HC Deb 12 February 1973 vol 850 cc965-8
12. Mr. Bishop

asked the Secretary of State for Trade and Industry what options and what orders have now been placed for the Concorde aircraft; and if he will make a statement.

Mr. Michael Heseltine

BOAC and Air France have signed orders for five and four aircraft respectively. Iranair have signed a letter of intent to purchase two aircraft and the Chinese national airline has signed a preliminary purchasing agreement for three aircraft. In addition there are 33 options held by 10 airlines. Details were given in my written reply to my hon. Friend the Member for Oswestry (Mr. Biffen) on 1st February.—[Vol. 849, c. 468–9.]

Mr. Bishop

Will the Minister be a little more forthcoming on some of the points which may have a bearing on Concorde's future? Can he say how soon we may expect the confirmation of options from Japan Airlines and Qantas? Secondly, will he tell us about the prospect of landing rights for Concorde in the United States? Thirdly, will he comment on the prospects of a commercial agreement with the USSR to bring about a supersonic corridor via Russia to the Far East?

Mr. Heseltine

As the hon. Gentleman knows, there is an opportunity to debate these matters on Report stage of the Concorde Aircraft Bill on Thursday of this week. As the questions put to me are detailed and require long answers, perhaps that might be a more appropriate time to deal with the matter.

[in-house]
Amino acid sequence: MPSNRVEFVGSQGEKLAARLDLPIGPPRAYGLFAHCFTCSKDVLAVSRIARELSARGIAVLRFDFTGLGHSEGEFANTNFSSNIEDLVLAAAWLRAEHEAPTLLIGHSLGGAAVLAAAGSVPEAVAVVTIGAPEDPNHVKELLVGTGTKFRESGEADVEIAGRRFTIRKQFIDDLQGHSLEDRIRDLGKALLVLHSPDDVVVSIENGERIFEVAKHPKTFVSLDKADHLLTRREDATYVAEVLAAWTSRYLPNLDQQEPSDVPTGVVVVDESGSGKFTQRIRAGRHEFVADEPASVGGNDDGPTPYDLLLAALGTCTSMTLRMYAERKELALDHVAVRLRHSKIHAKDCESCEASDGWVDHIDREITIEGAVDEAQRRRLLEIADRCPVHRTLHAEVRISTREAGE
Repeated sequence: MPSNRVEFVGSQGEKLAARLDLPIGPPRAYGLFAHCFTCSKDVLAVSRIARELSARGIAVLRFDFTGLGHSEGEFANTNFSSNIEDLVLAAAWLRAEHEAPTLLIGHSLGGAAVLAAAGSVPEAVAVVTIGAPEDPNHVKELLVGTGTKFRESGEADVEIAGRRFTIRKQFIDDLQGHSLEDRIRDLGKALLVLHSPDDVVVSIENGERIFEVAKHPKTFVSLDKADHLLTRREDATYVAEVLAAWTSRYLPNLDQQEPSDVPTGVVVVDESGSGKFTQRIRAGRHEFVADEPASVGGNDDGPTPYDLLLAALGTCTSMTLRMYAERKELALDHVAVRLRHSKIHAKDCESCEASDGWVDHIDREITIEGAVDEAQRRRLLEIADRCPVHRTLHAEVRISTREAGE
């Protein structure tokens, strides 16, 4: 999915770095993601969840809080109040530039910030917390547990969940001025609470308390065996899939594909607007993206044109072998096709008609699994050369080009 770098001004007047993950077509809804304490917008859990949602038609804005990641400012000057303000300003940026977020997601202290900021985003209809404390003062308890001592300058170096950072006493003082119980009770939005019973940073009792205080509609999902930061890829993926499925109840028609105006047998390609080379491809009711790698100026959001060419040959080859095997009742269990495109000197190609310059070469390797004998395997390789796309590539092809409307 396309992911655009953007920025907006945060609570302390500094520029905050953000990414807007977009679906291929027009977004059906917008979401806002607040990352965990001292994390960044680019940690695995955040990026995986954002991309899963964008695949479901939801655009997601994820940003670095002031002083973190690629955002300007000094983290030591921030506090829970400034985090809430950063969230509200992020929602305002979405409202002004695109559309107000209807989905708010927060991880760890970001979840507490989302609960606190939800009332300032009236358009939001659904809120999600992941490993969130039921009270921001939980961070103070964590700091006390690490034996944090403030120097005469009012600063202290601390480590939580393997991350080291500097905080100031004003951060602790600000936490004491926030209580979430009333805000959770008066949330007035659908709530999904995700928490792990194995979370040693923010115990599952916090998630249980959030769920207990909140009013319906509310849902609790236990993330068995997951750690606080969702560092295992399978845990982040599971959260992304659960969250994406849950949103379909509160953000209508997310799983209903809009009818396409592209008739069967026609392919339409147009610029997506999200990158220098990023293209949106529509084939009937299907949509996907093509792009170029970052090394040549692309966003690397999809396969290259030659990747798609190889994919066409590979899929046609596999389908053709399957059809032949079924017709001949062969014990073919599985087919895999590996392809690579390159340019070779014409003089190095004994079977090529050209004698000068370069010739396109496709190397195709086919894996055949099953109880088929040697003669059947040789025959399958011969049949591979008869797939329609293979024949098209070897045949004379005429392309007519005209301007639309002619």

Mr. Michael McNair-Wilson

Will my hon. Friend tell the House how the recent tests in South Africa with the new aircraft have gone and whether the newer engines are achieving the lower noise levels for which we all hope?

Mr. Heseltine

I have no information from South Africa about the tests but by Thursday I will endeavour to answer my hon. Friend's question. The noise levels of the recent preproduction model flying from Toulouse have not yet been checked because the aircraft has not proceeded to that stage in its programme.

Mr. Sheldon

The hon. Gentleman's answer might have been a little more convincing in reply to my hon. Friend the Member for Newark (Mr. Bishop) if in the last debate he had answered the questions that he said he would answer. It is of little value to us to be given the answers in Thursday's debate. Will the hon. Gentleman let us know what is happening as a result of the discussions with Japan Airlines and Qantas, and not just content himself with being a spokesman only for the aircraft industry?

Mr. Heseltine

I am happy to give the hon. Gentleman the answer that Japan Airlines' option expires at the end of this month, as is generally known since it has been widely commented on in the Press. Qantas's option expires towards the middle of the year. The United States administration recently published its latest regulations dealing with aircraft flying within America. They do not cover the question of international flights. I have always taken the view that as there will always be far more aircraft with the noise attributes of Con corde—such as the DC8, the VC10 and the Boeing 707—using American airports, Concorde will not provide any problem that is not already in existence in far larger numbers of cases.